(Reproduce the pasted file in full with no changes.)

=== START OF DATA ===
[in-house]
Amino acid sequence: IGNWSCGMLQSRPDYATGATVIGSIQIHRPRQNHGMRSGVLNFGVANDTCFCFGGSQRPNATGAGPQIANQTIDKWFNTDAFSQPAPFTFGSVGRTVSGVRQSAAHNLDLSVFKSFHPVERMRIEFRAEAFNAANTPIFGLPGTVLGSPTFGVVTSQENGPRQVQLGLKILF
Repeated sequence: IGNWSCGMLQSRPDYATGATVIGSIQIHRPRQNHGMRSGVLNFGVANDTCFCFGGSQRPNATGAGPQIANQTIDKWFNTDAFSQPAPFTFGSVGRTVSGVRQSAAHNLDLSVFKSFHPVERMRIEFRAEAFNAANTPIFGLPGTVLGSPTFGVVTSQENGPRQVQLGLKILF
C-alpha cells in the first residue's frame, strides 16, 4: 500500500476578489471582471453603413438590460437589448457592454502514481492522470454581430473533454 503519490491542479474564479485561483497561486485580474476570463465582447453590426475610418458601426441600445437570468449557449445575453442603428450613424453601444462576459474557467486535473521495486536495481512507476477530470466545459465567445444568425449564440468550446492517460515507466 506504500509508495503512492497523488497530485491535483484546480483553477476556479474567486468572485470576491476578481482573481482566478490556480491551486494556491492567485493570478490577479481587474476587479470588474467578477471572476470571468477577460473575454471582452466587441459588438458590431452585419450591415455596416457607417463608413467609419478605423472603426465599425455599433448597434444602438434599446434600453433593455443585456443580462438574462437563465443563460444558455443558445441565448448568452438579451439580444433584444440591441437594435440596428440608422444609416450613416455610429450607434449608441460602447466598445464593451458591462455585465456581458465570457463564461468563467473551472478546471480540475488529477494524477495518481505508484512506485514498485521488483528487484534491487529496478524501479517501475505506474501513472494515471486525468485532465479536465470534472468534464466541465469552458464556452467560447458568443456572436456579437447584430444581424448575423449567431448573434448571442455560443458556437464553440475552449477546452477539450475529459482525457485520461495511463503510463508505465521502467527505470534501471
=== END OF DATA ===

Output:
[in-house]
Amino acid sequence: IGNWSCGMLQSRPDYATGATVIGSIQIHRPRQNHGMRSGVLNFGVANDTCFCFGGSQRPNATGAGPQIANQTIDKWFNTDAFSQPAPFTFGSVGRTVSGVRQSAAHNLDLSVFKSFHPVERMRIEFRAEAFNAANTPIFGLPGTVLGSPTFGVVTSQENGPRQVQLGLKILF
Repeated sequence: IGNWSCGMLQSRPDYATGATVIGSIQIHRPRQNHGMRSGVLNFGVANDTCFCFGGSQRPNATGAGPQIANQTIDKWFNTDAFSQPAPFTFGSVGRTVSGVRQSAAHNLDLSVFKSFHPVERMRIEFRAEAFNAANTPIFGLPGTVLGSPTFGVVTSQENGPRQVQLGLKILF
C-alpha cells in the first residue's frame, strides 16, 4: 500500500476578489471582471453603413438590460437589448457592454502514481492522470454581430473533454 503519490491542479474564479485561483497561486485580474476570463465582447453590426475610418458601426441600445437570468449557449445575453442603428450613424453601444462576459474557467486535473521495486536495481512507476477530470466545459465567445444568425449564440468550446492517460515507466 506504500509508495503512492497523488497530485491535483484546480483553477476556479474567486468572485470576491476578481482573481482566478490556480491551486494556491492567485493570478490577479481587474476587479470588474467578477471572476470571468477577460473575454471582452466587441459588438458590431452585419450591415455596416457607417463608413467609419478605423472603426465599425455599433448597434444602438434599446434600453433593455443585456443580462438574462437563465443563460444558455443558445441565448448568452438579451439580444433584444440591441437594435440596428440608422444609416450613416455610429450607434449608441460602447466598445464593451458591462455585465456581458465570457463564461468563467473551472478546471480540475488529477494524477495518481505508484512506485514498485521488483528487484534491487529496478524501479517501475505506474501513472494515471486525468485532465479536465470534472468534464466541465469552458464556452467560447458568443456572436456579437447584430444581424448575423449567431448573434448571442455560443458556437464553440475552449477546452477539450475529459482525457485520461495511463503510463508505465521502467527505470534501471